Los Angeles Police Reform: 1980 - Present | KCET
Los Angeles Police Reform: 1980 - Present
Watch the Link Voices documentary, "South Bureau Homicide," on our website. The film explores the roles of LAPD homicide detectives and a local community's anti-violent crime activists, who together investigate and cope with the violence that plagues parts of South Los Angeles.
Policing practices within communities, particularly in areas of inner-city America, have proven to be a controversial topic. In the City of Los Angeles, this relationship between officers and residents has been tumultuous, with tensions climaxing at events like the Rodney King beating and 1992 L.A. Rebellion. In response to such incidents, Los Angeles police agencies have sought to improve their policing tactics. Over the past few decades, these agencies have disbanded aggressive CRASH units that dominated the 80s and 90s, implemented community policing strategies, and became one of the first major cities to use body cameras on all officers. Despite efforts to re-establish trust within communities, however, more recent abuses have left policing methods open to criticism and controversy.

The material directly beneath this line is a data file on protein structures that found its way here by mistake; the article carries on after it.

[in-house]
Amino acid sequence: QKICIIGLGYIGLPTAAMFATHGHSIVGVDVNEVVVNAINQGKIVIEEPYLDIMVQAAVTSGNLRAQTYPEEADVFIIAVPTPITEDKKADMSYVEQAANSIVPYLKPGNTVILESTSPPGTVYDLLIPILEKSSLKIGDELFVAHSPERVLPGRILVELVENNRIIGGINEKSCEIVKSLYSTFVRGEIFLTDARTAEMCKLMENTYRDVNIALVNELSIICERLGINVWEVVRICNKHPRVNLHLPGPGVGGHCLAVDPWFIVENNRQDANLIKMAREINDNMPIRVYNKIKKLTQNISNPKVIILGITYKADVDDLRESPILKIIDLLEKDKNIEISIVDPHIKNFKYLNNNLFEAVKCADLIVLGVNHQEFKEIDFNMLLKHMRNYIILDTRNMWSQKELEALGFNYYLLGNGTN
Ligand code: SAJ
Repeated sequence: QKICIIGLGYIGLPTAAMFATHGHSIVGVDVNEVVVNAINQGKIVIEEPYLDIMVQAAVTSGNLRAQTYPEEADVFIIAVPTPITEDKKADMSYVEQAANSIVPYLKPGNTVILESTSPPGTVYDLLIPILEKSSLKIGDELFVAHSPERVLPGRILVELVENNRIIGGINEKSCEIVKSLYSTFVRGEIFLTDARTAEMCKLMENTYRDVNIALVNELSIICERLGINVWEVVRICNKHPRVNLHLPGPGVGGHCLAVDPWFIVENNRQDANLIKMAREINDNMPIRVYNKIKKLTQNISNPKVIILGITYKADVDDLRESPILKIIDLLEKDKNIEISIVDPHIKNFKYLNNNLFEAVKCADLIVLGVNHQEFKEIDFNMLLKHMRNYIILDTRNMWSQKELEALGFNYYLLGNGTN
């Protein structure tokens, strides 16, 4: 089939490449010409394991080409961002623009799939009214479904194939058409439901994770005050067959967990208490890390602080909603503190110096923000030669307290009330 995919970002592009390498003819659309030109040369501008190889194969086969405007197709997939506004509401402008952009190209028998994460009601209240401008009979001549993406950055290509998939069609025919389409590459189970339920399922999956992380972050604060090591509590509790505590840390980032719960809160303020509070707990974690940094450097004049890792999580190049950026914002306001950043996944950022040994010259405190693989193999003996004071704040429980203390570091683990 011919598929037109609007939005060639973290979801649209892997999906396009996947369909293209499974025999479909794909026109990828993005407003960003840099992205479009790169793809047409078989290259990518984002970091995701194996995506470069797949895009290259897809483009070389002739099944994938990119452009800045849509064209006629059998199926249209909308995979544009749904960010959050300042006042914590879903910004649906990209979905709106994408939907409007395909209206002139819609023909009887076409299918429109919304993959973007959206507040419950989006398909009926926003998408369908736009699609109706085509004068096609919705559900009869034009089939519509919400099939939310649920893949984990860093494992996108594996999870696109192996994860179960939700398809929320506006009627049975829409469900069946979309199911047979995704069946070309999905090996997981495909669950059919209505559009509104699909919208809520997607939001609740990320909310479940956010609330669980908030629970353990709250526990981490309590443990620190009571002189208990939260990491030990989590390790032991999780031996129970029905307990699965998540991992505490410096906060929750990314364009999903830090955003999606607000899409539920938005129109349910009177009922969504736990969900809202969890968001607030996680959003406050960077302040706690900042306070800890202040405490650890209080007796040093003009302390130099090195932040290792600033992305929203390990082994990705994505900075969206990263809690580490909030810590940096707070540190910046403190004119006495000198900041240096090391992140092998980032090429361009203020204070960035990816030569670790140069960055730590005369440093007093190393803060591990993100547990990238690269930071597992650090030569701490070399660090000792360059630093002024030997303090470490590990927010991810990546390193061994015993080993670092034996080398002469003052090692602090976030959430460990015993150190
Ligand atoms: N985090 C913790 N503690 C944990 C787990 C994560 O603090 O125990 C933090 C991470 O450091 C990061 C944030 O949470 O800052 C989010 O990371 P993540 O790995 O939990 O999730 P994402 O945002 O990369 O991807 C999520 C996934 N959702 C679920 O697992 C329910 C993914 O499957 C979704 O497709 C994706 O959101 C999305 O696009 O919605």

The timeline below highlights some of the major events that have shaped Los Angeles police reform since 1980.
Top Image: Steven Straiton/Flickr/Creative Commons Attribution 2.0
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Take a trip into the Autry’s empty galleries to watch another intimate acoustic performance — this time featuring the soulful voice of Chris Pierce — as part of the museum’s "Best of Los Angeles" series.
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